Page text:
Sometimes Nitpickers take the opposite approach and judge a series based on the last best entry. The Marvel movies following Winter Soldier are measured according to that movie because it is widely considered a masterpiece and I do not blame them; I do the same thing. Coming back to Final Fantasy, FF7 is the standard from which all predecessors are judged. The same principle applies to Call of Duty with Modern Warfare being the last great entry.

The origin Nitpicking is nebulous to say the least. Since I do not have time or interest in researching years of article by other critics (I’m such a good writer, you guys), I am going with the most obvious culprit: Internet Reviewers (IRs).

From Nostalgia Critic to Spoony, for about a decade IRs have relied on Nitpicking for their content. Spoony is probably the worst because most of his videos are insane, extended rants over nothing. Obscurus Lupa and Phelous also contribute to this problem and their brand of comedy does not help either. Cinema Snob nitpicks, but he is playing a character. As his true self, however, he will fixate on issues that are not issues when talking about new releases on Midnight Screenings. Todd is the Shadows, a pop music critic, is so irritating I stopped watching his videos. The channel Cinema Sins’ entire existence relies upon Nitpicking for some of the pointless shit I have ever seen.

Lindsay Ellis and Red Letter Media are the few IRs that avoid Nitpicking and actually criticize. Your Movie Sucks partakes, but he is intelligent and articulate enough that he makes it entertaining. Razorfist judges works on their own merit, even if he is a little biased with his massive Chuck Norris boner.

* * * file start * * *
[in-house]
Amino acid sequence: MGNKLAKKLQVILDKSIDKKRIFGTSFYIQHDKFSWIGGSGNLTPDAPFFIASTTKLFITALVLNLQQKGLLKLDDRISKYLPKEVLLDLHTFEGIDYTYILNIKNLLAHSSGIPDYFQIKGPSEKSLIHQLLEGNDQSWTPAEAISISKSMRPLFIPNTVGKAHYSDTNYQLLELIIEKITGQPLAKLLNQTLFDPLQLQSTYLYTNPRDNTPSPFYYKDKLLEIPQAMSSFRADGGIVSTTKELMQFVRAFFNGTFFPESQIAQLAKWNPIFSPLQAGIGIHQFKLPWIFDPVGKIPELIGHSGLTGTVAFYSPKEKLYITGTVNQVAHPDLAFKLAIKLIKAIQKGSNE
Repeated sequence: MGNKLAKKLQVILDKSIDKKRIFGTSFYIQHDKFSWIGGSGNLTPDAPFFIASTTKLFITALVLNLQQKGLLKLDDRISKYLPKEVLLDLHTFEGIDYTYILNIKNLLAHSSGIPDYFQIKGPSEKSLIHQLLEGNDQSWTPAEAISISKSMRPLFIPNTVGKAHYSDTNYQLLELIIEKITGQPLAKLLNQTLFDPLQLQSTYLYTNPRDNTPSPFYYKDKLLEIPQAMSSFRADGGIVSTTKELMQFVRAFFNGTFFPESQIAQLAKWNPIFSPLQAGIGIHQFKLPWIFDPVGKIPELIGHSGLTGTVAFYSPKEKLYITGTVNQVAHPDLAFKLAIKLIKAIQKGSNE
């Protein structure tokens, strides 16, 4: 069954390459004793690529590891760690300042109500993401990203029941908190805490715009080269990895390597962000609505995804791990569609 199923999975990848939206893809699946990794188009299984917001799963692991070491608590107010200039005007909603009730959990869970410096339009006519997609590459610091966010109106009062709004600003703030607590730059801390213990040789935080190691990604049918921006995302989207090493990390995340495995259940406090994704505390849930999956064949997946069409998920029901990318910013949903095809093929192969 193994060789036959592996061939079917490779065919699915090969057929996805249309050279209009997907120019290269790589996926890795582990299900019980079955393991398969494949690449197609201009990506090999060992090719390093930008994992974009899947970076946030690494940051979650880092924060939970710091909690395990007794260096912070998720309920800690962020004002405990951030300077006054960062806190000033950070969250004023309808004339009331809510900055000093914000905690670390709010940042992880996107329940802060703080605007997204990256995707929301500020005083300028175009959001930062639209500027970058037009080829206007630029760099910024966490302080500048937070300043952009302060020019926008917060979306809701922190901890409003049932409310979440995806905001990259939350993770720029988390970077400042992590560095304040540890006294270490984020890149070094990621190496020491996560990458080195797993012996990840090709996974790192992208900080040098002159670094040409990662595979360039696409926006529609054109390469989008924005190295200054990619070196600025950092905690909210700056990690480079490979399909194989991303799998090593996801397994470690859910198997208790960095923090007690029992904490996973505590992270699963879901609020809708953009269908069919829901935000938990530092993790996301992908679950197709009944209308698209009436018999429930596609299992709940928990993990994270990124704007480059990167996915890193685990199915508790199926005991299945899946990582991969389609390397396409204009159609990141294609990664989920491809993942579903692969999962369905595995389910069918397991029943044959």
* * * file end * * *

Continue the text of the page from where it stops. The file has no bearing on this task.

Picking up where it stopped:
So why would IRs nitpick? I am of the opinion it is for entertainment purposes. Thanks to the Internet, irony and anger have become legitimate forms of comedy. I myself enjoy watching people lose it over bad movies and videogames and try to emulate their success. Some of my major inspirations, including those listed in the previous two paragraphs, built their careers on getting mad. Nitpicking is a part of the act and I do not hold it against them.

That being said, it has gotten so out of control and unchecked that it has affected the way audiences and others see art, which in turn affects the creators. Many do not see entertainment media as entertainment and fixate on little details that do not matter. The smallest of inconsistencies in logic can turn audiences against a given work like flipping a switch. Nitpicking is now the standard through which they consume and criticize.

When I was learning to write for entertainment, I was taught to leave nothing to chance. I had to explain everything in my stories and keep it short because audiences are too slow and stupid to understand certain ideas. Personally I like using symbolism and leaving it up to the reader to decide what is happening. I trust them to understand what I am going for and do not give a shit about the 10% that will have trouble.

All I can say to them is git gud.